Brian Bates agrees. In his capacity as a psychologist at the Royal Academy of Dramatic Art, Bates got to know many actors well and wrote a book about their sometimes mystical way of experiencing life. He wrote,
"Inevitably, actors allow more of themselves into their conscious lives - negative as well as positive aspects. I find this refreshing.... I have found many individual actors that I know to be far from the `neurotic' stereotype. Actors I have met, from drama students to international `stars' tend on the whole to be open, integrated, lively, balanced, and stimulating people."
Bates also points out that actors need a combination of mutually antithetical personality traits: They must be both introverted and extraverted - not just half-way in between, but "at one and the same time, extremely introverted and extremely extraverted." He quotes the classic actor Franchot Tone as saying of actors: "They are both introspective and exhibitionist, ... half narcissistic and half self-critical."
But again, reality is more complex than this; whether an actor is "up or down" depends on the emotional content of the role he is performing. The "down" moods may produce actual heath problems. Dr. Dale Anderson reports that an actress patient of his kept coming for office visits over several months, complaining of different aches and pains. No diagnostic tests explained her trouble, but she eventually offered one theory herself: "Could it be the part? I can't live as the person I've become. I'm playing a hateful, disgusting character on stage and this `witchy' role stays with me 24 hours a day. It's an angry, uptight, wretched part. It's a painful part."
Within a few weeks that play was over and she won a new role - as an upbeat character in a comedy classic. Soon she was happy both offstage and on - and healthy again.
Of course, one case does not prove much. It would be necessary to carry out biochemical comparisons of a number of different actors in particular emotional states before one could conclude that acting either improves or harms one's health. Not many studies of that kind have been done. In fact, I have only found two, and their conclusions differ somewhat. First, the psychoneuroimmunologist Nicholas Hall studied professional actors who portrayed contrasting personality types in a one-act play. He took blood samples before and after each performance and found that when the person was acting the depressed role he had lowered immune system functions but not when performing the uplifting role.
The other study involved 14 male actors, trained in "Method" acting, who were told what mood state they would be experiencing. Their first blood samples were drawn and they read the scenario and were told to create the specified mood and act it out. They expressed their feelings and thoughts to the investigator, then after each mood was performed, a second blood sample was drawn for comparisons. The moods included friendly, content, satisfied, irritated, pleased, bored, unhappy, etc.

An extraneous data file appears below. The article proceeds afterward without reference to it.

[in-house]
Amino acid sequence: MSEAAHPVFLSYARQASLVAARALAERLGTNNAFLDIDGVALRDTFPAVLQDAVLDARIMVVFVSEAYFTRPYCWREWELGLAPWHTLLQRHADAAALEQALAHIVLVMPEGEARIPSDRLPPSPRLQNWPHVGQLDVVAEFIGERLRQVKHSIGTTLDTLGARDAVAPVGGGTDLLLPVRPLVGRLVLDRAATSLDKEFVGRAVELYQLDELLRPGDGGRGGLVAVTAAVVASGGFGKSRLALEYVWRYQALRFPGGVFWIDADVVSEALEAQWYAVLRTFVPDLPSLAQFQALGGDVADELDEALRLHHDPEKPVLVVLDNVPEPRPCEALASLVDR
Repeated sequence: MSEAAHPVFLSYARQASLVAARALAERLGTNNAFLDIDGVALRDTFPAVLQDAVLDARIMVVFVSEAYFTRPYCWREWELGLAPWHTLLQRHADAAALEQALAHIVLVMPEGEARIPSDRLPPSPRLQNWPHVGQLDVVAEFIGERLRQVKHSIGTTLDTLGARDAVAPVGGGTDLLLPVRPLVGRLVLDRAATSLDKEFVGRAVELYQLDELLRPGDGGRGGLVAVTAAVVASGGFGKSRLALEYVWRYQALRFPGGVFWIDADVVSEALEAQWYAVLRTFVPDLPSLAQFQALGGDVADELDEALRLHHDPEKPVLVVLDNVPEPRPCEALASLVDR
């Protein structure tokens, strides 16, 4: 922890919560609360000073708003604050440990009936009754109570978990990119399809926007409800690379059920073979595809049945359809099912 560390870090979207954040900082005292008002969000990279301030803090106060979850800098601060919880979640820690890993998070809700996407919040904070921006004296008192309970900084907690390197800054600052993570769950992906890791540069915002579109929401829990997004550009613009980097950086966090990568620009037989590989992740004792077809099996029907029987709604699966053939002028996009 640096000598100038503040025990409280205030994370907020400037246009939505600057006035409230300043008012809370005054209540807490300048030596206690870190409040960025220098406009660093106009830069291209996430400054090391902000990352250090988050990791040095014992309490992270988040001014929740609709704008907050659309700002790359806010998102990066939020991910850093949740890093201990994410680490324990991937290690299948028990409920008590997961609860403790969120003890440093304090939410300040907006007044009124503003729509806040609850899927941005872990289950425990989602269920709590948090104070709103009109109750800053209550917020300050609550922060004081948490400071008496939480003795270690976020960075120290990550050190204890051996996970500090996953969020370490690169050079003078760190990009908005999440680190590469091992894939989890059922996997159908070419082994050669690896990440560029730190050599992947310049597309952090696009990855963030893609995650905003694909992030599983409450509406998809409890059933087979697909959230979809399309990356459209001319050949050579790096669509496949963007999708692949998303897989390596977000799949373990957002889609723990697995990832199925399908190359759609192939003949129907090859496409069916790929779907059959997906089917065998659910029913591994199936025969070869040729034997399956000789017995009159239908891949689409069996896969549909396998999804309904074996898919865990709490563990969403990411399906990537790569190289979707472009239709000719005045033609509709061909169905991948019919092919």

The results were not as anticipated. Whereas the researchers expected to find that the immune system would be impaired by bad moods and improved by good moods, this proved not to be the case. Instead, the immune system increased for about twenty minutes with the expression of any affect, regardless of the specific quality of the mood state involved. In other words, all the moods had beneficial health effects if they were expressed.
This seems inconsistent with the aforementioned study by Dr. Hall. If the two studies can be reconciled at all, I think it might be in terms of a principle that is not fully established, but suggestive: that stressful emotions may not harm an individual so long as that person feels in control, rather than helpless. Perhaps the actress who complained about her `witchy' role felt that she was not in control - that she could not shed the role when the curtain fell. Still, that does not explain away Dr. Hall's finding - that actors had impaired (rather than improved) immune responses after performing as a depressed character. Hence we cannot say which of these studies to trust more.
Obviously, it would be premature to reach any firm conclusions on the basis of these contradictory findings. However, it is prudent to suppose provisionally that there are may be physical health risks for actors who perform roles that put them through unpleasant emotions - especially when the actor feels helpless to control his feelings or unable resume his own personality when he leaves the stage. When that "boundary blurring' problem occurs, the emotional distress and the likely immune impairment probably are responses to a particularly distressing meta-emotion - a negative emotion about a negative emotion.